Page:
Hello! I hope you had a great Christmas yesterday, and Happy Boxing Day to you!
We’re hearing again from our guest blogger Ryan Vickers today, and this time he takes us through his experience on a show that’s pretty much an American institution – The Price Is Right.
There are some great tips too, so if you’re harbouring an ambition to ‘Come on Down’, read on….
My Life in Game Shows
Episode 11 – Sick day viewing: ‘The Price is Right’, 2015.
When I was a kid in the 80s, Canadian and American television game shows were a dime a dozen in daytime television. You hoped that if you got sick, your parents would at least let you watch the glitz and glamour of these spectacles. I loved shows such as Scrabble, Blackout, Super Password and $ale of the Century.
Over the years, daytime game shows have for the most part gone the way of the wind. Yes there are syndicated offerings that pay in daytime hours, but the only true ones on network television are The Price is Right (since 1972!) and the current reboot of Let’s Make a Deal (which I’ll get to in the next entry).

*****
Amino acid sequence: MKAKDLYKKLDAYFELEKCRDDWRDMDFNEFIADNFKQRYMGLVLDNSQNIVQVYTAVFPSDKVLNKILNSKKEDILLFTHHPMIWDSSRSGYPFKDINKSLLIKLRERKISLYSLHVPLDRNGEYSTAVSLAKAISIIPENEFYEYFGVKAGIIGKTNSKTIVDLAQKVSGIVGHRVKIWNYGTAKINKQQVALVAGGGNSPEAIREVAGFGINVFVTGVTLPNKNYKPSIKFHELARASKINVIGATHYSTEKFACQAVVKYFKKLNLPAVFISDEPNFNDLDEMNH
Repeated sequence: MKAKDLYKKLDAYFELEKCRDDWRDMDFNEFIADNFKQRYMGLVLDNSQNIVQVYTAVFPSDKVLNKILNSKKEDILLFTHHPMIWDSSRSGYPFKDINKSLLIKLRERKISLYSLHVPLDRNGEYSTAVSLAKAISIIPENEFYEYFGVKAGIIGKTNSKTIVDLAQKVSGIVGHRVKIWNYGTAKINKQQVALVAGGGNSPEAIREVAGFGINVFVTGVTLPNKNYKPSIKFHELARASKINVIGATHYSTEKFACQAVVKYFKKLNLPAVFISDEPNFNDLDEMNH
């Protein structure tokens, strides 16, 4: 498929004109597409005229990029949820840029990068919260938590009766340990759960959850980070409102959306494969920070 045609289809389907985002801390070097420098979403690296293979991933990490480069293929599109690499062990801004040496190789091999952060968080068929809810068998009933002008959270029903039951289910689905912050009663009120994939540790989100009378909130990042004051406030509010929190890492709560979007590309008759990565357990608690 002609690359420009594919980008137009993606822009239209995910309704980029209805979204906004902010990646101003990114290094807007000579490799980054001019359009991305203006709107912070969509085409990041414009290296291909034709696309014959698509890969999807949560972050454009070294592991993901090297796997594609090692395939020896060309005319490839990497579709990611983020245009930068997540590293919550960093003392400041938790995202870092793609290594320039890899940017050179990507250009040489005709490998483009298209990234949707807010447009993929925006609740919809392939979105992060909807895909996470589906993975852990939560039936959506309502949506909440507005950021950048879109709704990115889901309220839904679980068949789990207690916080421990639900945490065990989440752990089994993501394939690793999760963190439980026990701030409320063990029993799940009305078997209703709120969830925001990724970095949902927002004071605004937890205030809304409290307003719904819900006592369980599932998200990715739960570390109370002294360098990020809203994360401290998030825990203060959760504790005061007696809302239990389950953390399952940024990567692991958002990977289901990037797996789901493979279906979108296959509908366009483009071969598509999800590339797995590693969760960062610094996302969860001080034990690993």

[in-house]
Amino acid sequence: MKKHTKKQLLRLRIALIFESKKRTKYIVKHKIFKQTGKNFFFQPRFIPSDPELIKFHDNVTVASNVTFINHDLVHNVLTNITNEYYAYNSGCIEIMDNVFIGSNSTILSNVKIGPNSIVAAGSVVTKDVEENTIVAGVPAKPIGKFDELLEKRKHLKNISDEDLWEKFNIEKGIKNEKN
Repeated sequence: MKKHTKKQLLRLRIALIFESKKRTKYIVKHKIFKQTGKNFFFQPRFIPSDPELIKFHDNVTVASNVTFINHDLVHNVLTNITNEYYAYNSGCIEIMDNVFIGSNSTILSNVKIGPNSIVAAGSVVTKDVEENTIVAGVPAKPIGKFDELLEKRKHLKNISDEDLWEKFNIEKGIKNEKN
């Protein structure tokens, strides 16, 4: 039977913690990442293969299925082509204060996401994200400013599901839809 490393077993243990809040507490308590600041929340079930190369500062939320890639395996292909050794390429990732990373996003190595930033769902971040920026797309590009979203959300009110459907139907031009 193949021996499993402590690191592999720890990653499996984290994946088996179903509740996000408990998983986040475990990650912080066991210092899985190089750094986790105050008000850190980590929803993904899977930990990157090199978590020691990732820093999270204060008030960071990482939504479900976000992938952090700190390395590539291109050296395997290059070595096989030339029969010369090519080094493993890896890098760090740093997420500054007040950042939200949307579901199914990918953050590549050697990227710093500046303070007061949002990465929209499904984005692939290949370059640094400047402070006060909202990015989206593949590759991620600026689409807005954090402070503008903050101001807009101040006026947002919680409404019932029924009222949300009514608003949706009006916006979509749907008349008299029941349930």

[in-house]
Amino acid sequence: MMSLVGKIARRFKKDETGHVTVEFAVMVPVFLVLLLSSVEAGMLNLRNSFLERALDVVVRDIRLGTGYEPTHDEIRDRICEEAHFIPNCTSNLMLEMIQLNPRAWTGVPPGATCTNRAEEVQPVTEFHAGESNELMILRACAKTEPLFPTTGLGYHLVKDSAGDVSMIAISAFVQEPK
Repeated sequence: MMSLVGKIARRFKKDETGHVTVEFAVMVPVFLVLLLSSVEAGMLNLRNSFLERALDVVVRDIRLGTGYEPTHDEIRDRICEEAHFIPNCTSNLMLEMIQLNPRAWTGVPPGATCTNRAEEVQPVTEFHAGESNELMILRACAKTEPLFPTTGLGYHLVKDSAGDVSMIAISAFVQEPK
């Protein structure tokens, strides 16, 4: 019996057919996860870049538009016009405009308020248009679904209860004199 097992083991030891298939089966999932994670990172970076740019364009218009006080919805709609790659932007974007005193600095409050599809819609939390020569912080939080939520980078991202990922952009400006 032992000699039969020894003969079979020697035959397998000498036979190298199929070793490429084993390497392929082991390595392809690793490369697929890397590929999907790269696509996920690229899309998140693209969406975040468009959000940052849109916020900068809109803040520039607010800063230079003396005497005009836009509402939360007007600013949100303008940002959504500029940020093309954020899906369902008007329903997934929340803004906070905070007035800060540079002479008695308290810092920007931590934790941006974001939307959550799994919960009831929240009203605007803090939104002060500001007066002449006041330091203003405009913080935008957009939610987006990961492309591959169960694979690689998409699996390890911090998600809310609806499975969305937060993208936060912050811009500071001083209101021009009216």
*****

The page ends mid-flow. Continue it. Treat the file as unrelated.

The Price is Right is as classic game show as you’re getting to get, from the heyday of game shows of the last century. A smiling host, a jubilant announcer, an audience that clearly has come expecting a rock concert and prizes galore; and it also boils down to a simple premise: guess how much something costs, without going over.
I had been twice previously to Price in the 2000s but it had been a good ten years since my last visit.
PRO TIP: If you’ve auditioned for a show before, try to remember how the last time went. What did they ask? What do you think they were looking for?
Armed with that thought, I made attempt number three at trying to get on the show. I felt I had interacted well with the contestant picker that day and waited to see my fate. But I didn’t just rest on my laurels… I made sure that I interacted with other people while we were waiting in line (not that it took that much effort – I’m a people person!) and made sure my energy was at full capacity when we were ushered into the studio.
PRO TIP: Assume someone’s always watching. That could be in the form of a staff member either behind or in front of the scenes. Give them the best impression and you never know what could happen!
And then I heard those magical words…
“RYAN VICKERS, COME ON DOWN!”